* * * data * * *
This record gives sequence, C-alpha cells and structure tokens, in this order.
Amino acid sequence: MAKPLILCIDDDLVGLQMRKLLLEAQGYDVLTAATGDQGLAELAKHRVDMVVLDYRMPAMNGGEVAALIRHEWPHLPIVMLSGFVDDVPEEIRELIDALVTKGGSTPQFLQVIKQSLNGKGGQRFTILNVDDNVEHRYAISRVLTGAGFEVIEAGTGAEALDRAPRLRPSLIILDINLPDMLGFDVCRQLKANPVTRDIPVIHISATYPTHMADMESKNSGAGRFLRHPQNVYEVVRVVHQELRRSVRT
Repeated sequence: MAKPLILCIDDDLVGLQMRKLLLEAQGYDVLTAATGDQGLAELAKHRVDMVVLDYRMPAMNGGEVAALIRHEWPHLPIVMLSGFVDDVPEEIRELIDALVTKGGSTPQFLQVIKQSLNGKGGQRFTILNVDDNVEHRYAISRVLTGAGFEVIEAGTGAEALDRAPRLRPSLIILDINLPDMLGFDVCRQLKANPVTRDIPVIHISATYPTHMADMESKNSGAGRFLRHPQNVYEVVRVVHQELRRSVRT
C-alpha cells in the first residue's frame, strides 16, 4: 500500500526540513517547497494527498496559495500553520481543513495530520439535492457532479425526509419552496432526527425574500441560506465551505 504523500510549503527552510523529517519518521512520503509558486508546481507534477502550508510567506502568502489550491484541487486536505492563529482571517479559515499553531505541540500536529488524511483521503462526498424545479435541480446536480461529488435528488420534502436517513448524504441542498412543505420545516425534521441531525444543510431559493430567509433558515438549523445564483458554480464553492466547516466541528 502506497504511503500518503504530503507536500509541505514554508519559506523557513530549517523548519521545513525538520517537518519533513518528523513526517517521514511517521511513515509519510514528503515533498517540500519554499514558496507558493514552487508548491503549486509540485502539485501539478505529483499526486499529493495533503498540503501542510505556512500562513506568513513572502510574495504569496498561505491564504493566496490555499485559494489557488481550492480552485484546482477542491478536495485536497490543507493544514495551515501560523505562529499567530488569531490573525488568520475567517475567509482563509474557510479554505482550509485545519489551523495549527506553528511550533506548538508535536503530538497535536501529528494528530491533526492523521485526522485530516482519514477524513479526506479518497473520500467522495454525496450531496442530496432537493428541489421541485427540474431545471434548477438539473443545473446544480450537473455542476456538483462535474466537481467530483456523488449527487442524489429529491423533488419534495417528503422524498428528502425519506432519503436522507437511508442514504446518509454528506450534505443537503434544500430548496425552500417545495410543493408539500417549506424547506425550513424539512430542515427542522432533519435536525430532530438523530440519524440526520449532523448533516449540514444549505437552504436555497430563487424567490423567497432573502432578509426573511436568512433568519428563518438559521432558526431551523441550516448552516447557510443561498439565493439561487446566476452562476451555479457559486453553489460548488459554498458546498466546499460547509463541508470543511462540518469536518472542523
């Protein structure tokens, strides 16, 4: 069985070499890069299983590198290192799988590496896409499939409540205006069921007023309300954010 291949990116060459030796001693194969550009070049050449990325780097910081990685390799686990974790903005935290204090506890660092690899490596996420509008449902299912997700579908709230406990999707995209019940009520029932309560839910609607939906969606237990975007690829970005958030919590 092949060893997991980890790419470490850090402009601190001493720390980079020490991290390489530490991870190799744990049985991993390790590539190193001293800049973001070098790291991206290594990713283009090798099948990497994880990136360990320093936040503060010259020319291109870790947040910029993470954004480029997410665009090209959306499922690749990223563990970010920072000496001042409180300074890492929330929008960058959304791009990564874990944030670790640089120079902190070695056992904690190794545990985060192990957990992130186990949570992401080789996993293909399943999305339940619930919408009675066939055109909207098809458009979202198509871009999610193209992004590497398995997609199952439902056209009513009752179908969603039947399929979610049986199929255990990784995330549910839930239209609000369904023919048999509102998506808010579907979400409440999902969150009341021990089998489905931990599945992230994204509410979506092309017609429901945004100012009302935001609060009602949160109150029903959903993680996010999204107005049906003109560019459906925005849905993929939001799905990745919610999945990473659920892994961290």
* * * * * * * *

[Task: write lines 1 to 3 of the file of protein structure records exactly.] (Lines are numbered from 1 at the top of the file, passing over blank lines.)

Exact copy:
This record gives sequence, C-alpha cells and structure tokens, in this order.
Amino acid sequence: MAKPLILCIDDDLVGLQMRKLLLEAQGYDVLTAATGDQGLAELAKHRVDMVVLDYRMPAMNGGEVAALIRHEWPHLPIVMLSGFVDDVPEEIRELIDALVTKGGSTPQFLQVIKQSLNGKGGQRFTILNVDDNVEHRYAISRVLTGAGFEVIEAGTGAEALDRAPRLRPSLIILDINLPDMLGFDVCRQLKANPVTRDIPVIHISATYPTHMADMESKNSGAGRFLRHPQNVYEVVRVVHQELRRSVRT
Repeated sequence: MAKPLILCIDDDLVGLQMRKLLLEAQGYDVLTAATGDQGLAELAKHRVDMVVLDYRMPAMNGGEVAALIRHEWPHLPIVMLSGFVDDVPEEIRELIDALVTKGGSTPQFLQVIKQSLNGKGGQRFTILNVDDNVEHRYAISRVLTGAGFEVIEAGTGAEALDRAPRLRPSLIILDINLPDMLGFDVCRQLKANPVTRDIPVIHISATYPTHMADMESKNSGAGRFLRHPQNVYEVVRVVHQELRRSVRT